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How Hollywood is embracing 3D printing

Posting in Technology
When U.S. President Barack Obama touted 3D printing's revolutionary potential in his State of the Union address earlier this year, he probably wasn't imagining Hollywood would have much to do with the technology, at least not anytime soon.

But that's not the case. Two recent Hollywood blockbusters are utilizing 3D printing in new marketing campaigns. Most recently, Warner Bros. teamed up with Microsoft to offer fans of "The Hobbit" a free digital blueprint of "The Key to Erebor," a key item in the latest movie which will be released later this month. Fans are able to print the keepsake at home or send the blueprint to a 3D printing company to have it printed. In a blog post, Microsoft's Owen Sagness called the marketing campaign a "digital advertising solution that is truly at the forefront of global innovation."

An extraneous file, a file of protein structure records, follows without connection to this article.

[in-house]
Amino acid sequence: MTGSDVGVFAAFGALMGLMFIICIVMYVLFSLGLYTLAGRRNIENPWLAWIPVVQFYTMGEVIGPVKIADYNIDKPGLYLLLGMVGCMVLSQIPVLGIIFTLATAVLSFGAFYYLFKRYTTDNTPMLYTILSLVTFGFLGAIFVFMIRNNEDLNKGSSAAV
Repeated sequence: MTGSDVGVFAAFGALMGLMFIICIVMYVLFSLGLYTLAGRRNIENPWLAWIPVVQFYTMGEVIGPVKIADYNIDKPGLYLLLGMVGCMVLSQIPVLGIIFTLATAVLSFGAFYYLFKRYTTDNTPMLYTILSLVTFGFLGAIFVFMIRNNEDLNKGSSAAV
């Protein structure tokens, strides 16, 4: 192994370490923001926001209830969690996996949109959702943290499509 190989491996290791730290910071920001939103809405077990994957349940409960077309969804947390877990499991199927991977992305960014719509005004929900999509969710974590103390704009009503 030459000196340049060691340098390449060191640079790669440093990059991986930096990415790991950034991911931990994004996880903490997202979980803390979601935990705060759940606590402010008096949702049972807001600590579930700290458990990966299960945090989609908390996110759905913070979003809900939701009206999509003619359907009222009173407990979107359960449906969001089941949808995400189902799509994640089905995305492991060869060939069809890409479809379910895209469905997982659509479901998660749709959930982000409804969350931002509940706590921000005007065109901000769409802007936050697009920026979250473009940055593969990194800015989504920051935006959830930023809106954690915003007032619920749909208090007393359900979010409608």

Last month "Ender's Game" was promoted through Sandboxr, allowing fans to build and print their own 3D "Ender's Game" figurine.

As VentureBeat points out, it's a significant change in how Hollywood embraces new technology:
Hollywood, which has spent years attacking movie pirates, might just go in the opposite direction with 3D printing. 
Rather than sue The Lord of the Rings fans who create their own film props and upload them to a site like Thingiverse, Warner Bros is uploading the models themselves, boosting both the film’s marketing and the company’s reputation in the eyes of Makers and enthusiasts.
Of course, Hollywood isn't the first to use 3D printing for advertising gimmicks -- the likes of Coca-Cola and Ebay have joined them -- but they certainly won't be the last.

Photo: Facebook/Sandboxr

— By on December 4, 2013, 1:06 PM PST

Tyler Falk

Contributing Editor

Tyler Falk is a freelance journalist based in Washington, D.C. Previously, he was with Smart Growth America and Grist. He holds a degree from Goshen College. Follow him on Twitter. Disclosure